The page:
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How Much Oil is Too Much Oil in Your Performance Car?

Will adding more oil than recommended to your high-performance car affect how it runs? Here’s the in-general answer to this question based on what engine dyno results reveal.

The Right Amount of Oil

Without a doubt, too much oil can harm your car's engine. The job of your engine oil is to lubricate various moving parts and help regulate engine temperature. However, if there's an excess amount of oil, it can lead to several issues:

  1. Aeration and foaming: When there's too much oil in the crankcase, it can cause the crankshaft to dip into the oil reservoir and whip it up. This whipping action can lead to air bubbles forming in the oil, which reduces its effectiveness in lubricating engine components.
  2. Increased pressure: Excess oil can cause higher pressure within the engine. This can lead to oil leaks, which may damage engine components or create a mess under the hood.
  3. Increased oil consumption and loss of power: In some cases, having too much oil can cause the engine to consume more oil than usual. This happens because the excess oil can be pushed past the piston rings into the combustion chamber, where it gets burned along with the fuel as well as lead to fouling of your spark plugs.

To avoid these issues, it's essential to maintain the proper oil level in your car's engine by referring to your owner's manual for the recommended oil level and follow it carefully during oil changes.

If you suspect you've added too much oil or one of those Quickie Lube style service centers added too much or dumped extra oil into your engine without draining the old oil out first, it's best to drain the excess to prevent any potential damage to your engine.

Related article: Two Simple Ways to Test Your Unused Motor Oil at Home

But What About a High-Performance Car?

Following your vehicle’s oil maintenance recommendations for type and amount is your best bet for properly maintaining your high-performance vehicle. However, what if you have a car with a high-performance engine and like to open her up on an open road occasionally (or more than occasionally) to see (and show) what she can do?

This raises some interesting questions about whether adding extra oil is warranted:

  • Are you protecting the engine by ensuring more oil than normal is getting to the engine during rough treatment?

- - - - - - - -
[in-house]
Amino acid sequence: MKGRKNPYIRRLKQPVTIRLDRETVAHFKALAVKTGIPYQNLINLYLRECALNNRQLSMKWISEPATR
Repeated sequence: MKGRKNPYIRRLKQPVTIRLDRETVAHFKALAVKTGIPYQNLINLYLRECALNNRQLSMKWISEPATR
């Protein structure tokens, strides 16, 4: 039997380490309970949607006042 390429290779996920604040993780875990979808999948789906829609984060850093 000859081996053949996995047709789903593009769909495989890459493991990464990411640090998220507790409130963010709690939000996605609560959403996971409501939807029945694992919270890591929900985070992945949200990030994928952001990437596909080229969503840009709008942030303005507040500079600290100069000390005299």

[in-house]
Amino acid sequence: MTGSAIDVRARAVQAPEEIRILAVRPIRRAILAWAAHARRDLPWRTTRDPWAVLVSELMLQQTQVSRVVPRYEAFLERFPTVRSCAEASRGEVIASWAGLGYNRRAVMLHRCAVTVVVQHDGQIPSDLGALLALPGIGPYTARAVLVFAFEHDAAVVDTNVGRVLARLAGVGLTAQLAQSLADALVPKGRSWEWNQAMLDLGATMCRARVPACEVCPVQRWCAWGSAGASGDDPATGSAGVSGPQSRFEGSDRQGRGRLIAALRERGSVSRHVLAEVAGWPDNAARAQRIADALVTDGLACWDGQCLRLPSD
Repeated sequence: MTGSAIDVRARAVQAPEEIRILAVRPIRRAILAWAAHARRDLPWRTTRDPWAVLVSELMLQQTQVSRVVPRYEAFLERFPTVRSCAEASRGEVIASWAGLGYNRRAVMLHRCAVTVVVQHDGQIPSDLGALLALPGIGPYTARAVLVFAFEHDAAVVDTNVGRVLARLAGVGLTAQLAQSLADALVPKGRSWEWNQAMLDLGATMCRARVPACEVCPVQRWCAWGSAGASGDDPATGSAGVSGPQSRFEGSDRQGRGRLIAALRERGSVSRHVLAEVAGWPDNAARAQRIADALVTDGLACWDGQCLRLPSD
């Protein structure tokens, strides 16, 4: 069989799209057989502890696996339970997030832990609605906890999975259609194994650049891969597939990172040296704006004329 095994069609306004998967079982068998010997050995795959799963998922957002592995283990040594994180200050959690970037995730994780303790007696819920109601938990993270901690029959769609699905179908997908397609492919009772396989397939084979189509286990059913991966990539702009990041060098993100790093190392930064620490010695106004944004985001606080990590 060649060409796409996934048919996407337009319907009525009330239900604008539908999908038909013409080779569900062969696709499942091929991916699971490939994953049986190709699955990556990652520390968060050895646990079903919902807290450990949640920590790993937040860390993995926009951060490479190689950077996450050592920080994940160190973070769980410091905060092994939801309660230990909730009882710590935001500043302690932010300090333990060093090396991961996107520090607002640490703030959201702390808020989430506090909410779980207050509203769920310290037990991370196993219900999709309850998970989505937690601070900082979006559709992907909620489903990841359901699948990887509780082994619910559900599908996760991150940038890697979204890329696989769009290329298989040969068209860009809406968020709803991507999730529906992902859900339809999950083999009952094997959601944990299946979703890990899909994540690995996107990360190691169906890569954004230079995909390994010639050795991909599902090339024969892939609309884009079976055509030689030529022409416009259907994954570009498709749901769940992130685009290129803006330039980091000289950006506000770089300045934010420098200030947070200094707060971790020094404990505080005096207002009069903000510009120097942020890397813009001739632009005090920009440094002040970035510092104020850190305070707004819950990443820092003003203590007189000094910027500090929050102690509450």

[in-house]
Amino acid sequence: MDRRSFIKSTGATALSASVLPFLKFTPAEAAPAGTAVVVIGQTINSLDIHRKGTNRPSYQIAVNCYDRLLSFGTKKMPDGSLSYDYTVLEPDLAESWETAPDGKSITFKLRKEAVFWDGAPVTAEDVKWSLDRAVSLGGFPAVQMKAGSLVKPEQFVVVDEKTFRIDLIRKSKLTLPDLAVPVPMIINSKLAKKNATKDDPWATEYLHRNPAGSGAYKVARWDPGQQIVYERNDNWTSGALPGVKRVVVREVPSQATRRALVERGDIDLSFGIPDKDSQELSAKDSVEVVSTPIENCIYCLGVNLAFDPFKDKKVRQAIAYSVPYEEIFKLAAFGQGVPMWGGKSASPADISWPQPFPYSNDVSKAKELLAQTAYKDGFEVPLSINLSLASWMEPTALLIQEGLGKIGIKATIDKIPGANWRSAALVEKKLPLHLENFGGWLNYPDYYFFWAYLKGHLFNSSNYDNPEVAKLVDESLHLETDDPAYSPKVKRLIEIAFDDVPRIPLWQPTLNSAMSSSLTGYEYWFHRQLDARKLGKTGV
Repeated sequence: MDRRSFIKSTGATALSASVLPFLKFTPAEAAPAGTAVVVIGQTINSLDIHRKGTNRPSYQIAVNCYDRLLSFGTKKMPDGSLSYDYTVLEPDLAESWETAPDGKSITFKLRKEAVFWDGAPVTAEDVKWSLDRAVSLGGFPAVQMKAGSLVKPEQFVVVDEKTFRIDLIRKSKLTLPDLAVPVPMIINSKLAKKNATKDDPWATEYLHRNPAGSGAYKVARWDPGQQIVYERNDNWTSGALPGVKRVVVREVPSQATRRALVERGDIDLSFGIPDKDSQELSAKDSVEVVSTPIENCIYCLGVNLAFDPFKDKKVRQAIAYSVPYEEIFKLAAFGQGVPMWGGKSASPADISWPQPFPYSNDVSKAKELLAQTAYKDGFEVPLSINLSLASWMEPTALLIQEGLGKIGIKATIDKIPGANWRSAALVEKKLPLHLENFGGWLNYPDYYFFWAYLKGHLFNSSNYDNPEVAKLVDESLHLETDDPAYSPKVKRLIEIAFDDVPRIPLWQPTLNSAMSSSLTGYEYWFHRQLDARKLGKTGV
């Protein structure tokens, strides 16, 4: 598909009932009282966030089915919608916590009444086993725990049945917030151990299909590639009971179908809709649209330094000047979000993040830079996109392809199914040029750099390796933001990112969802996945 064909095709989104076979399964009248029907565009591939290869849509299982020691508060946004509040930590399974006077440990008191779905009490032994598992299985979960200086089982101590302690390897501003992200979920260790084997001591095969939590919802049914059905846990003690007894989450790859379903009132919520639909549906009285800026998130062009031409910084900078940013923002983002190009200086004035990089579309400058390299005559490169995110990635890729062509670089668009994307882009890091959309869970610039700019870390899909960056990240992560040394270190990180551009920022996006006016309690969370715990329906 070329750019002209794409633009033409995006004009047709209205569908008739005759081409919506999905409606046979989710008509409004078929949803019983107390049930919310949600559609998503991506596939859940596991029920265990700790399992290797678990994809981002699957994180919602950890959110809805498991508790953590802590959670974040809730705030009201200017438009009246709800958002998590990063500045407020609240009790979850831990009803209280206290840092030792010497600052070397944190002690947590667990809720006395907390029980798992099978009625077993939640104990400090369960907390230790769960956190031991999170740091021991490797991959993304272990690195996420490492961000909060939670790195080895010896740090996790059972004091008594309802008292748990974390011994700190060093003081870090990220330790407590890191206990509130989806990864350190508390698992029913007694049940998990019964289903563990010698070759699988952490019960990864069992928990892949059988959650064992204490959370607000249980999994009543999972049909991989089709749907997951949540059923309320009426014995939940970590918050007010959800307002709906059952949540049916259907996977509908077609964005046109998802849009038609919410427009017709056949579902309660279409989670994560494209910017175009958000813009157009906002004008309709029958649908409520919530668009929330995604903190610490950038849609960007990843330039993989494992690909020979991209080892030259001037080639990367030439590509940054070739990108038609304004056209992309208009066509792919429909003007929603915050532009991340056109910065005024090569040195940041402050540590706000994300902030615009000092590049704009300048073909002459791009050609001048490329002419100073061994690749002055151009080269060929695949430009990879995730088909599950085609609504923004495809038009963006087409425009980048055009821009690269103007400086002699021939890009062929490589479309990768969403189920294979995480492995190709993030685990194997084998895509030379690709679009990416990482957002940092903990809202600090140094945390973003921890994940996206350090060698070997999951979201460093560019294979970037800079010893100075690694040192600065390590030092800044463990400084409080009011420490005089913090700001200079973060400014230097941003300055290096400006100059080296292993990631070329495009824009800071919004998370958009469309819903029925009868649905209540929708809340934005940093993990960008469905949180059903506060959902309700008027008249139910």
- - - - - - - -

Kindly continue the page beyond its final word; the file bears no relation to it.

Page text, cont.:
• Will more oil affect performance at lower and/or at higher RPMs?

The most accurate answer to this question is “It depends.”

High-performance―just like stock engines―are designed or modified to meet specific performance requirements. In other words, engines vary in how oil is monitored and delivered between models. Modifications within oil galleys can affect the flow as well. Therefore, what works for one engine could be disastrous for another.

In short, you really need to address this type of question on a case-by-case basis with dyno testing and a teardown of an engine after it has been subjected to higher RPMs and driving conditions.

However, a more general answer is possible as demonstrated in a recent The Motor Oil Geek YouTube channel episode where the host and co-host demonstrate the effects too little and too much oil has on an LS engine on their dyno, which is shown in the 2nd video―immediately below this one about LS engines:

What's So Special About the LS?


Dyno Test Results Using Too Much Oil on a High-Performance Engine

According to The Motor Oil Geek YouTube channel episode when it comes to the operation of your car’s engine, proper lubrication is defined by the four R’s:

  1. Right Oil
  2. Right Place
  3. Right Time
  4. Right Amount

With the first three “Rs” covered, here’s what they found performance-wise when too little and too much oil was added to the engine and put to high RPM running conditions.

How Much Oil is Too Much? Dyno Results!


For more articles related to car oil, here are a few for your consideration:

Timothy Boyer is an automotive reporter based in Cincinnati. Experienced with early car restorations, he regularly restores older vehicles with engine modifications for improved performance. Follow Tim on  “Zen and the Art of DIY Car Repair” website, the Zen Mechanic blog and on Twitter at @TimBoyerWrites  and Facebook for daily news and topics related to new and used cars and trucks.

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